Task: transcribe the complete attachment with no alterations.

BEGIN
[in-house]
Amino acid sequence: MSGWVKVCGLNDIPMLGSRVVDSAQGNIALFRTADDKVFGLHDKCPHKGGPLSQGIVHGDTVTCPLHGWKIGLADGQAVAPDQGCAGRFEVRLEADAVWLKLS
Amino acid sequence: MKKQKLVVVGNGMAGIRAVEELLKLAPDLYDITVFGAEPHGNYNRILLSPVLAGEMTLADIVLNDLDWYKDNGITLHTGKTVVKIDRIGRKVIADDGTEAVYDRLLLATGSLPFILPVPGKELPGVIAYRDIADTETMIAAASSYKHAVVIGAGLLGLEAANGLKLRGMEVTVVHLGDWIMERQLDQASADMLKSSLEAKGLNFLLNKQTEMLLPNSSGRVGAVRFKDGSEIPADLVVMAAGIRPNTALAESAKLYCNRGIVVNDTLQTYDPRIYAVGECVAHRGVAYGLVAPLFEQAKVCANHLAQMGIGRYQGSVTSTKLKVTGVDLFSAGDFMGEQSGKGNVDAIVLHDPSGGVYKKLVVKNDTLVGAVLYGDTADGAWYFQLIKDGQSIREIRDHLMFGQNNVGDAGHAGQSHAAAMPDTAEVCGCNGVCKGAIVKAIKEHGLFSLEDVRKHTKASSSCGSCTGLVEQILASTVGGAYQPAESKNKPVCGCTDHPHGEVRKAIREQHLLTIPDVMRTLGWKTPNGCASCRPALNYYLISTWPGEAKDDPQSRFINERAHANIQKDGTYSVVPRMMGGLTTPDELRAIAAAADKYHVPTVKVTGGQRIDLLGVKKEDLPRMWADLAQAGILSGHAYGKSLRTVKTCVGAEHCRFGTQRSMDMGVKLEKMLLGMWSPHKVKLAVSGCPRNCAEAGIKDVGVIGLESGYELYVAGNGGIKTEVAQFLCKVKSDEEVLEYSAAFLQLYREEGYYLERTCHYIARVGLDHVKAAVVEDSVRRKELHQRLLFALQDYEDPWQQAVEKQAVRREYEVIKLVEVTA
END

[in-house]
Amino acid sequence: MSGWVKVCGLNDIPMLGSRVVDSAQGNIALFRTADDKVFGLHDKCPHKGGPLSQGIVHGDTVTCPLHGWKIGLADGQAVAPDQGCAGRFEVRLEADAVWLKLS
Amino acid sequence: MKKQKLVVVGNGMAGIRAVEELLKLAPDLYDITVFGAEPHGNYNRILLSPVLAGEMTLADIVLNDLDWYKDNGITLHTGKTVVKIDRIGRKVIADDGTEAVYDRLLLATGSLPFILPVPGKELPGVIAYRDIADTETMIAAASSYKHAVVIGAGLLGLEAANGLKLRGMEVTVVHLGDWIMERQLDQASADMLKSSLEAKGLNFLLNKQTEMLLPNSSGRVGAVRFKDGSEIPADLVVMAAGIRPNTALAESAKLYCNRGIVVNDTLQTYDPRIYAVGECVAHRGVAYGLVAPLFEQAKVCANHLAQMGIGRYQGSVTSTKLKVTGVDLFSAGDFMGEQSGKGNVDAIVLHDPSGGVYKKLVVKNDTLVGAVLYGDTADGAWYFQLIKDGQSIREIRDHLMFGQNNVGDAGHAGQSHAAAMPDTAEVCGCNGVCKGAIVKAIKEHGLFSLEDVRKHTKASSSCGSCTGLVEQILASTVGGAYQPAESKNKPVCGCTDHPHGEVRKAIREQHLLTIPDVMRTLGWKTPNGCASCRPALNYYLISTWPGEAKDDPQSRFINERAHANIQKDGTYSVVPRMMGGLTTPDELRAIAAAADKYHVPTVKVTGGQRIDLLGVKKEDLPRMWADLAQAGILSGHAYGKSLRTVKTCVGAEHCRFGTQRSMDMGVKLEKMLLGMWSPHKVKLAVSGCPRNCAEAGIKDVGVIGLESGYELYVAGNGGIKTEVAQFLCKVKSDEEVLEYSAAFLQLYREEGYYLERTCHYIARVGLDHVKAAVVEDSVRRKELHQRLLFALQDYEDPWQQAVEKQAVRREYEVIKLVEVTA